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England downs emotional Cameroon 3-0 amid VAR decisions

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Cameroon had the opportunity to become the first African side to advance in the Women’s World Cup knockout stages, but were pegged back by VAR decisions on numerous occasions and fell to England 3-0. The Cameroon players were emotionally effected by the multiple VAR decisions, and it spilled out onto the field on a number of occasions.

Cameroon got away with one just four minutes in as Yvonne Leuko landed a brutal elbow to the face of Nikita Parris down the right flank but the referee showed Leuko just a yellow card for the incident which absolutely could have deserved more, but VAR did not intervene. It was a harbinger of what would come for the African nation as they looked bright at times on the ball but also proved childish when faced with adversity.

England bagged its early opener on a controversial decision as Cameroon defender Augustine Ejangue intercepted an England cross and goalkeeper Annette Ngo Ndom collected. That caused the referee to award an indirect free-kick for an intentional back-pass about five yards from goal, and while there was no question Ejangue intentionally played the ball, there was uncertainty whether her touch was intended as a pass to the goalkeeper.

Much of the focus of this game concerned the reaction of the Cameroon players to their on-field adversity. During the immediate aftermath as Cameroon protested the decision, replay showed Ejangue spitting on the forearm of England attacker Toni Duggan, and Duggan efforted to make the referee aware of the situation, to no avail. It was unclear whether the spit was intentional as Ejangue was not looking at Duggan but at very close range, and VAR yet again did not play a part.

Eventually, England stepped up for the attempt and Cameroon put every player on the goal line, but that would not stop captain Steph Houghton from blasting the indirect attempt inside the far post for the game’s first goal just 14 minutes in.

After the goal, England remained dominant in possession but Cameroon proved dangerous in spurts on the counter. England was the team in charge, however, and they would double the lead through Ellen White deep in first half stoppage time as she took a feed from Lucy Bronze through the back line and rifled a blistering finish into the top corner for a 2-0 lead. The goal was initially flagged for offside but VAR confirmed it was a good goal as White was level with her defender on the feed. The referee struggled to get the game restarted after Cameroon insisted on holding a team meeting at midfield before finally returning to their positions after multiple pleas. The referee had a high level of tolerance not to show any cautions, and the halftime whistle came soon after the eventual restart.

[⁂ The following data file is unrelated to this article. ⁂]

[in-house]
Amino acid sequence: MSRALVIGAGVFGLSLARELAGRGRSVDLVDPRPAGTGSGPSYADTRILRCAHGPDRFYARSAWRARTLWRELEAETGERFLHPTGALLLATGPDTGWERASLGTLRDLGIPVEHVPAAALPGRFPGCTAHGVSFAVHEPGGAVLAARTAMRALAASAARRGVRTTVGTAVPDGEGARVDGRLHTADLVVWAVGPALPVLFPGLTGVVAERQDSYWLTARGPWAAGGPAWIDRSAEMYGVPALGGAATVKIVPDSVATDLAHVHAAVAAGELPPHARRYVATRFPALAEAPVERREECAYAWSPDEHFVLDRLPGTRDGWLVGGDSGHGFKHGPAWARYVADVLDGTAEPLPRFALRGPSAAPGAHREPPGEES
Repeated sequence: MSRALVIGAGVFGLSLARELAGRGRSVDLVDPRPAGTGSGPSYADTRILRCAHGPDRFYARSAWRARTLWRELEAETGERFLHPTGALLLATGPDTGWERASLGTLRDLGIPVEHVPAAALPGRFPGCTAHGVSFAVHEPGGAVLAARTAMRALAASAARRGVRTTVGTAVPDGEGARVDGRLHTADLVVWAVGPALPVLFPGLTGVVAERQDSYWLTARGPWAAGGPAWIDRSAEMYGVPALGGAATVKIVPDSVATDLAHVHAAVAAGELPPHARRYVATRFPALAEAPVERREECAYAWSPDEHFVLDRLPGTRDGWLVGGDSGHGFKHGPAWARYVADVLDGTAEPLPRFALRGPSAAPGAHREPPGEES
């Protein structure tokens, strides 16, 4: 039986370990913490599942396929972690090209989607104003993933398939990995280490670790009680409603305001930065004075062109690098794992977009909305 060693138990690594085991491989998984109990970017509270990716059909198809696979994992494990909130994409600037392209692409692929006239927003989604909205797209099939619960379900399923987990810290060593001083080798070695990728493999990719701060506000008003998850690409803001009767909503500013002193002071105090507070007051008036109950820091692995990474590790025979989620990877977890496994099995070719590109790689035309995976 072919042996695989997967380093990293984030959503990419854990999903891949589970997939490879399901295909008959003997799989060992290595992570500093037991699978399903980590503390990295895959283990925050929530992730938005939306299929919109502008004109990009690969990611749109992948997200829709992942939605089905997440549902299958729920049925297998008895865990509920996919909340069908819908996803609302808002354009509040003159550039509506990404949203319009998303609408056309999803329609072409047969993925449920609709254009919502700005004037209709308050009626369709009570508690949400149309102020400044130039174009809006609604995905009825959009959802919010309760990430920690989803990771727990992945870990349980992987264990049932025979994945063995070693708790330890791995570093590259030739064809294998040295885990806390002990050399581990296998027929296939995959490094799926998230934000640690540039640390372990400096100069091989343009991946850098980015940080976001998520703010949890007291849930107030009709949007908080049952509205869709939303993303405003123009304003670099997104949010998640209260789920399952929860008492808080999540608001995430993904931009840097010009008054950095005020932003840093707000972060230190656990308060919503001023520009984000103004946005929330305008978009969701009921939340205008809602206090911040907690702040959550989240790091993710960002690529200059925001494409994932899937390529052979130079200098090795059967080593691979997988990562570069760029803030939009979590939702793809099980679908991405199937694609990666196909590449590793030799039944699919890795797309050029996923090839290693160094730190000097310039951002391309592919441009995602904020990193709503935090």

After the break, Cameroon seemed to have redirected their petulance into purpose, taking advantage of a sloppy giveaway by England goalkeeper Karen Bardsley and Ajara Nchout blasted a powerful finish. However, VAR struck again and its Hawkeye technology determined that Nchout was just a hair offside on the turnover, nullifying the goal and providing the game with its most controversial moment. The Cameroon players were an emotional wreck at the decision, with a number of them crying and head coach Alain Djeumfa was reduced to plead with his squad to continue the match. Even England head coach Phil Neville came over to lend an emotional hand before play finally restarted.

Another mistake at the back by England’s Alex Greenwood let Alexandra Takounda have a free path at goal but Bardsley saved well in the one-on-one. Greenwood made amends and picked up England’s third in the 58th minute off a set-piece and the game was for all intents and purposes over with Cameroon all over the place. England continued to pour on the attack and came close to a fourth on multiple occasions. In the 82nd minute England broke but a shot was cleared off the line by Estelle Johnson who raced back to save Cameroon from  conceding again. Cameroon pushed for a consolation strike late but could not find the moment.

Deep into stoppage time, VAR again was consulted to show Cameroon substitute Alexandra Takounda a yellow card for a studs-up tackle on Houghton on a decision that could have again resulted in a red. Cameroon players again reacted petulantly to Houghton’s injury, screaming at her and the referee during the VAR check.

Mercifully, the final whistle came and England moved on to the quarterfinals where they will take on Norway, a rematch of a knockout stage match four years ago. Cameroon bows out and it remains that no African team has won a World Cup knockout stage game.

Exactly who is Newcastle’s new $50M striker?

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Newcastle United’s club record signing of Joelinton is raising plenty of eyebrows, as fans try to grasp what they have in the $50 million Brazilian.

Suffice it to say that there isn’t an easy comparison.

The soon-to-be 23-year-old scored seven goals with five assists in Bundesliga play for Hoffenheim last season, adding four and two from Champions League and German Cup play.

[ MORE: Man Utd chase Pepe, Fernandes ]

He’s a unit, to be sure, at 6-foot-1 with tremendous leaping ability and a powerful stride. Joelinton certainly has the ability to dominate in the air and hold the ball up like Newcastle’s loan star Salomon Rondon in 2018-19, but he brings better passing than most center forwards.

There’s a temptation to compare him to Liverpool’s Roberto Firmino, another Premier League import from Brazil via Hoffenheim, as Joe Prince-Wright wrote in his morning post about the impending deal.